Peas and Beans

Peas and beans work very well in pots and are an attractive addition to a container garden especially when flowering before the pods are produced. Dwarf bush varieties are available for smaller pots that don’t climb so don’t need support like pea ‘Tom Thumb’ or the excellent ‘Purple Teepee’ dwarf French bean. Peas and beans both prefer well-drained, moist soils, with plenty of organic matter and a soil pH level of 6.0-7.5.

Most of the beans are bushier or climber type and they grow upward. They are productive in pots and very easy to grow. For growing beans, you need a sunny spot and a pot that is about 12 inches deep.


Growing Tomatoes in containers are very easy and incredibly satisfying. All kinds of tomato varieties are appropriate for pots, as long as the pots are of good size. If pots aren’t near a water source, make sure you can get a garden hose to them, because Tomatoes need a steady moisture supply. Five-gallon buckets are the perfect size for one Tomato plant. Then, fill the pot with high-quality potting soil and make sure the container has good drainage. Tomatoes are sun-loving plants and produce the best harvest when placed in a spot with at least 8 hours of light. If you have less light, avoid large-fruited tomato varieties that need full sun to mature their fruits.


Kale is a highly nutritious vegetable plant. There are several Kale varieties suitable for growing in containers with Russian Kale and Nero Di Toscana Italian Kale being recommended. For growing Kale, select a sunny location for the container with at least 6 hours of direct sun. Kale plants require rich, well-draining soil with a pH level of 6.0 to 7.0. It is easily grown in containers from seed and can be sown in early spring right up until late summer season. Pots may also require more frequent fertilizing.


Potatoes grow amazingly fast and produce a great yield for the space required. Smart Pots are a fantastic option for growing potatoes. These growing containers are lightweight, environmentally friendly, and made of fabric, so potatoes get air as they grow. They have great natural drainage, ensuring your potatoes will never sit in water and rot. Use a high-quality potting soil that is fast draining, particularly if you’re using a plastic container. Containers add an extra level of protection against fungus or blight, which spreads easier among in-ground plants. Large pots are ideal for growing potatoes. Choose a container that is at least 16 inches in diameter and 16 inches high. You can plant 4 to 6 seed potatoes in this sized container. These 10-gallon nursery pots are perfect for potatoes.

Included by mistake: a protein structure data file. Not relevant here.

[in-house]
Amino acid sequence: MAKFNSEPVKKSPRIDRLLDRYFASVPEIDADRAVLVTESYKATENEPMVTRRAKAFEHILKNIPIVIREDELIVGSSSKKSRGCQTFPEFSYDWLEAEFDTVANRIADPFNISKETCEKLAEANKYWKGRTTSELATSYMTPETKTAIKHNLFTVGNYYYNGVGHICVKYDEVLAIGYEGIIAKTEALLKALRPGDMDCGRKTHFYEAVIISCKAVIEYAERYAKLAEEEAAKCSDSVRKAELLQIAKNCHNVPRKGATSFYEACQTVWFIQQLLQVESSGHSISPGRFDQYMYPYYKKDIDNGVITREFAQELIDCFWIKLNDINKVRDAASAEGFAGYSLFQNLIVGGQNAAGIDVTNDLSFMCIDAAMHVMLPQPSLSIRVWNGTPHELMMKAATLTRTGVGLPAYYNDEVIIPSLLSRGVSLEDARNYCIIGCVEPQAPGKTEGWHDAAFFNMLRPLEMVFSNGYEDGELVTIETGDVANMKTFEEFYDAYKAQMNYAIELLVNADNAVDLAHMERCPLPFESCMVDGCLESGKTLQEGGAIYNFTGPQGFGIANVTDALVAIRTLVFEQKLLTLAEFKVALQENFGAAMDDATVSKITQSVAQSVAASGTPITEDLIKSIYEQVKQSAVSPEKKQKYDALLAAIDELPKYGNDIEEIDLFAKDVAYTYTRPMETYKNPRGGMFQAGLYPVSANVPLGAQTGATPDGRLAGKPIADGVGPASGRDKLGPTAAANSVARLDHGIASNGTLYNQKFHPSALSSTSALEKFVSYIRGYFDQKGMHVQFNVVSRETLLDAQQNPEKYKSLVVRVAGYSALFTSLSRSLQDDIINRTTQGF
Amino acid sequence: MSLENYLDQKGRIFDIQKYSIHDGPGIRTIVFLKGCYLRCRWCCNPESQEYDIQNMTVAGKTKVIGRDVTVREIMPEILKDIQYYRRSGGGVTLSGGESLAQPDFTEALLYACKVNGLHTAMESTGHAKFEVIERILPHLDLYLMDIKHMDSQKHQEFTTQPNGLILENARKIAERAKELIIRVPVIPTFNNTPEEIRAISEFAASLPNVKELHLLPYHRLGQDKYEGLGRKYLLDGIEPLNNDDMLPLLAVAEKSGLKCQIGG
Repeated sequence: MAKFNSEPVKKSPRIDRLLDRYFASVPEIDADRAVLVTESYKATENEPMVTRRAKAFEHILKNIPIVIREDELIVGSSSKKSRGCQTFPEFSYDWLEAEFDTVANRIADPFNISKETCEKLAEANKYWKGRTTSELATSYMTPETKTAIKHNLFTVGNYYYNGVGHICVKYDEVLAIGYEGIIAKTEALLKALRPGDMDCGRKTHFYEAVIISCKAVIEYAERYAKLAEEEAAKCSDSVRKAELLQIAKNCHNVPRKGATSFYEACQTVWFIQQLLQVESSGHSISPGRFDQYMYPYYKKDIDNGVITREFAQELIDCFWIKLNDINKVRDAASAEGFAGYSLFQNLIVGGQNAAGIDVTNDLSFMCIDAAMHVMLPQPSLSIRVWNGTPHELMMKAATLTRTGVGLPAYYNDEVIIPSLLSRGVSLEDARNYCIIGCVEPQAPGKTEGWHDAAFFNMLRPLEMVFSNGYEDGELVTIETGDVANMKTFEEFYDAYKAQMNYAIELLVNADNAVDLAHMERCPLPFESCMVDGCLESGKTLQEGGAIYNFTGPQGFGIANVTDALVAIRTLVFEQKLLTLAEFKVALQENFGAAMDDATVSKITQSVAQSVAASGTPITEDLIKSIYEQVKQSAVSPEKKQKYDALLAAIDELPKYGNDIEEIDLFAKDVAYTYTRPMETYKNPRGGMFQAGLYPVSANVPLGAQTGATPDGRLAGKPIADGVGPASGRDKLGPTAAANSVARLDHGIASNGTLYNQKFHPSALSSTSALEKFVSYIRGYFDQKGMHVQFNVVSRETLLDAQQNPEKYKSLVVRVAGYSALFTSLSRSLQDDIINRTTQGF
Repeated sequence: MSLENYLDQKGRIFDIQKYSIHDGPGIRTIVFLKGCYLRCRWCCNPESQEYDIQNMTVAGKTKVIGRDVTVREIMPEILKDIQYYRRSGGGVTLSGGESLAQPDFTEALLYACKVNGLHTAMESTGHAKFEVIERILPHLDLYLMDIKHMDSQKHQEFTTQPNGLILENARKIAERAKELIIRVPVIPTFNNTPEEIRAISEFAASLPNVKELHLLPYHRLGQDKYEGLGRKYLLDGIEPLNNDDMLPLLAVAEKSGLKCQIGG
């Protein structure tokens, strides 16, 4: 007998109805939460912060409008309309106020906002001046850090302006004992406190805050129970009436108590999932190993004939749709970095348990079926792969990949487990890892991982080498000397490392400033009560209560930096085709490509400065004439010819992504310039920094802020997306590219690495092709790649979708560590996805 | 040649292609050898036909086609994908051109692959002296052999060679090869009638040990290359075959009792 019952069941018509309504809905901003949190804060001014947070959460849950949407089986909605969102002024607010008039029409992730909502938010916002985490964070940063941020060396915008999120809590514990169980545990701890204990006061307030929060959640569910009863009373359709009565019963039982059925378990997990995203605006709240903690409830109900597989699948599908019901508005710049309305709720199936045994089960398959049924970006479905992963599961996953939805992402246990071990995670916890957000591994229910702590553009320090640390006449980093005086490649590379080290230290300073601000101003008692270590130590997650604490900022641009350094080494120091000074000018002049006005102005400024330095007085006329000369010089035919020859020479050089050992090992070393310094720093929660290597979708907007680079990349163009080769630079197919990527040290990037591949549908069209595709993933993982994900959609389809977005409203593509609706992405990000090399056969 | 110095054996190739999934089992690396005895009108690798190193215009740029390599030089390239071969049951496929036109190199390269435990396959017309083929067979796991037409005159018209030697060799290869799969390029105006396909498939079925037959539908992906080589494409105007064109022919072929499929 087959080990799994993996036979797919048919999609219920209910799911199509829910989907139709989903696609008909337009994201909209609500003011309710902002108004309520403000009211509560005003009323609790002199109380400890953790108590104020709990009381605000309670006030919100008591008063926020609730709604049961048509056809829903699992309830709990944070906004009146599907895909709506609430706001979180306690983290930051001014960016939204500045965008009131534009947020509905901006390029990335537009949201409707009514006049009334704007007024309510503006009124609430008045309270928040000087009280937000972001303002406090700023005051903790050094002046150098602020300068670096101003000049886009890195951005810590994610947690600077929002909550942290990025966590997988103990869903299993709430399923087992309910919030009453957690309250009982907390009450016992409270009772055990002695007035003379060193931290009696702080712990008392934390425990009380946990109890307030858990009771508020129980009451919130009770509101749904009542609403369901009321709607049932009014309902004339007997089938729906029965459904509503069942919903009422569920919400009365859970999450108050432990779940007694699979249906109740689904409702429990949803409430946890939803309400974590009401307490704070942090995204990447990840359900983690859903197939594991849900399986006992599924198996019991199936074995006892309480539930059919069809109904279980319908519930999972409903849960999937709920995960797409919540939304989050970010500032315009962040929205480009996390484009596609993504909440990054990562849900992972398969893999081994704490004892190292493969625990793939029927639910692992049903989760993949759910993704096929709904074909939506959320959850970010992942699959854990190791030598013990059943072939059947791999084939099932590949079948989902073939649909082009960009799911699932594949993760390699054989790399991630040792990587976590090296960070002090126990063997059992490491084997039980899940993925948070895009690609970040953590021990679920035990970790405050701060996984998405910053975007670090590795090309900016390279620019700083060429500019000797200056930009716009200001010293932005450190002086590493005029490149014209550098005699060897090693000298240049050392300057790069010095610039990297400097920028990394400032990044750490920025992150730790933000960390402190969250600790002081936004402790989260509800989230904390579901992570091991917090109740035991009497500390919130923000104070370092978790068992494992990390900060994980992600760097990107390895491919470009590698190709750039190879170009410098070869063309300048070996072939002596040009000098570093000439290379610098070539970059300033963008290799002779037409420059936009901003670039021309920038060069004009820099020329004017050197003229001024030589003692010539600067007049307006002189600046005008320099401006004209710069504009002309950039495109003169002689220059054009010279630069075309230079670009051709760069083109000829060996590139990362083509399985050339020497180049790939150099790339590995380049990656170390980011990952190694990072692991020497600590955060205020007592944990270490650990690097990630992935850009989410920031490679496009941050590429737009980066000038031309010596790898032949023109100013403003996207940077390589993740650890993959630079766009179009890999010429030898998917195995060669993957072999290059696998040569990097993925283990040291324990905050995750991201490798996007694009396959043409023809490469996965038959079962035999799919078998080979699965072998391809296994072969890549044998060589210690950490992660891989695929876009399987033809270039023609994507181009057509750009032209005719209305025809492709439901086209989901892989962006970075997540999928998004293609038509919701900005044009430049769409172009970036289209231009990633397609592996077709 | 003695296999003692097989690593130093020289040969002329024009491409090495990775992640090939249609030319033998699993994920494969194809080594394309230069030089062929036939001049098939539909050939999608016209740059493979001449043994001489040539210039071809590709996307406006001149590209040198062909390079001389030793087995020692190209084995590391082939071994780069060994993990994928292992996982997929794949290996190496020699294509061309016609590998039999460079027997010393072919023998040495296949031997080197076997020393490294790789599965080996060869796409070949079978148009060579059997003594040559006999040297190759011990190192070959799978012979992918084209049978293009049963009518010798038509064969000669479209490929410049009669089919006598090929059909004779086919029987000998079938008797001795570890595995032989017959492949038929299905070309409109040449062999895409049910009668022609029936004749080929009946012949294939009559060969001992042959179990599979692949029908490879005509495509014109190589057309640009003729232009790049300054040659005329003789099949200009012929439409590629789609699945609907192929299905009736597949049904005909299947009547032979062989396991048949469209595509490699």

Growing Beets in containers is very easy. This quick-growing vegetable doesn’t need much care and perfect for container gardening. Beets need a pot that’s 10 inches deep at the very least, so the roots have plenty of room to grow and stretch.


Growing Eggplant in pots requires about 12 to 14 inches of space per plant. The Eggplant requires a lot of warmth and sun exposure at the growing stage. West or south-facing direction is suitable. This plant requires a lot of nutrients. Mix an all-purpose fertilizer into potting soil at the beginning of the season and then do supplemental feeding with a diluted liquid fertilizer every other week during the growing season.

You should not miss this: Growing Organic Cucumbers In Containers

Tips to Grow Vegetables in Pots at Home

  • Feed container vegetable plants at least twice a month with liquid fertilizer.
  • Black colour pots absorb heat when they are sitting in the sun.
  • The greatest challenge of container growing vegetable plants is watering since soil dries out faster in pots than in the ground.
  • Vegetable plants that can be easily transplanted are best suited for containers.
  • An occasional application of compost or fish emulsion will add trace elements to container soil.
  • Place vegetable pots where they will receive maximum sunlight and good ventilation.

In case if you are interested in this: Organic Mushroom Farming.


Please enter your comment!
Please enter your name here